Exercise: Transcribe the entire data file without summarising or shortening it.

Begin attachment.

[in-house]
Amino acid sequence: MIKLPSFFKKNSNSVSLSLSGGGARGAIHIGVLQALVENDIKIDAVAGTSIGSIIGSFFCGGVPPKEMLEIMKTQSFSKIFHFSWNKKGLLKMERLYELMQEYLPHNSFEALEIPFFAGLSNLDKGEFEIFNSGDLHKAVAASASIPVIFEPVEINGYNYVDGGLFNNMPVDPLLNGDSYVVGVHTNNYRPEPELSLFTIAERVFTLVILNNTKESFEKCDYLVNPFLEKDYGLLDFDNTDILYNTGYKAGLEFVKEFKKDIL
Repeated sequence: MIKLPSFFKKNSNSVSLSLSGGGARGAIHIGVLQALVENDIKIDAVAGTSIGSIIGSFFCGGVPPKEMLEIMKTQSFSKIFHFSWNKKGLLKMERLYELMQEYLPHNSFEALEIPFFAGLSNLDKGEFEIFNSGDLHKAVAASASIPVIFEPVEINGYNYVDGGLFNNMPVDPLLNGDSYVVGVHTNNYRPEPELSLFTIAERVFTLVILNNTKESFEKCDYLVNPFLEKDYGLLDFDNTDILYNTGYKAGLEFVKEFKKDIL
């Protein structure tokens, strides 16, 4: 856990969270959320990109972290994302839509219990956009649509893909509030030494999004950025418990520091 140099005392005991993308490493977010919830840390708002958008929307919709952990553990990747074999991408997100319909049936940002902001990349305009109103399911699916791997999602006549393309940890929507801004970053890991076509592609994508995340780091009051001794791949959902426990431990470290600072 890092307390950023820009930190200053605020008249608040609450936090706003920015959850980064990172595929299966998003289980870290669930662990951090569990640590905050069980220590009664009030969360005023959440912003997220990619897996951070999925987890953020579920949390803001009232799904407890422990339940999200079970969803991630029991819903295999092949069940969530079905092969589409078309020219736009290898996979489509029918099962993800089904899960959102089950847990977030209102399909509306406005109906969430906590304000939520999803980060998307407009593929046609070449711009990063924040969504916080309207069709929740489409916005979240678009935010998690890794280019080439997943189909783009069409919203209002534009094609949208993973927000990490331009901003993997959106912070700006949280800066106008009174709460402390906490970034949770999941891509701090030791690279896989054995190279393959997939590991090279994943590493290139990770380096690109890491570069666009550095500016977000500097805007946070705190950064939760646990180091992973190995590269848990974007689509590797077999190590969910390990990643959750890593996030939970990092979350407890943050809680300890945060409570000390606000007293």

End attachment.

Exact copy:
[in-house]
Amino acid sequence: MIKLPSFFKKNSNSVSLSLSGGGARGAIHIGVLQALVENDIKIDAVAGTSIGSIIGSFFCGGVPPKEMLEIMKTQSFSKIFHFSWNKKGLLKMERLYELMQEYLPHNSFEALEIPFFAGLSNLDKGEFEIFNSGDLHKAVAASASIPVIFEPVEINGYNYVDGGLFNNMPVDPLLNGDSYVVGVHTNNYRPEPELSLFTIAERVFTLVILNNTKESFEKCDYLVNPFLEKDYGLLDFDNTDILYNTGYKAGLEFVKEFKKDIL
Repeated sequence: MIKLPSFFKKNSNSVSLSLSGGGARGAIHIGVLQALVENDIKIDAVAGTSIGSIIGSFFCGGVPPKEMLEIMKTQSFSKIFHFSWNKKGLLKMERLYELMQEYLPHNSFEALEIPFFAGLSNLDKGEFEIFNSGDLHKAVAASASIPVIFEPVEINGYNYVDGGLFNNMPVDPLLNGDSYVVGVHTNNYRPEPELSLFTIAERVFTLVILNNTKESFEKCDYLVNPFLEKDYGLLDFDNTDILYNTGYKAGLEFVKEFKKDIL
């Protein structure tokens, strides 16, 4: 856990969270959320990109972290994302839509219990956009649509893909509030030494999004950025418990520091 140099005392005991993308490493977010919830840390708002958008929307919709952990553990990747074999991408997100319909049936940002902001990349305009109103399911699916791997999602006549393309940890929507801004970053890991076509592609994508995340780091009051001794791949959902426990431990470290600072 890092307390950023820009930190200053605020008249608040609450936090706003920015959850980064990172595929299966998003289980870290669930662990951090569990640590905050069980220590009664009030969360005023959440912003997220990619897996951070999925987890953020579920949390803001009232799904407890422990339940999200079970969803991630029991819903295999092949069940969530079905092969589409078309020219736009290898996979489509029918099962993800089904899960959102089950847990977030209102399909509306406005109906969430906590304000939520999803980060998307407009593929046609070449711009990063924040969504916080309207069709929740489409916005979240678009935010998690890794280019080439997943189909783009069409919203209002534009094609949208993973927000990490331009901003993997959106912070700006949280800066106008009174709460402390906490970034949770999941891509701090030791690279896989054995190279393959997939590991090279994943590493290139990770380096690109890491570069666009550095500016977000500097805007946070705190950064939760646990180091992973190995590269848990974007689509590797077999190590969910390990990643959750890593996030939970990092979350407890943050809680300890945060409570000390606000007293």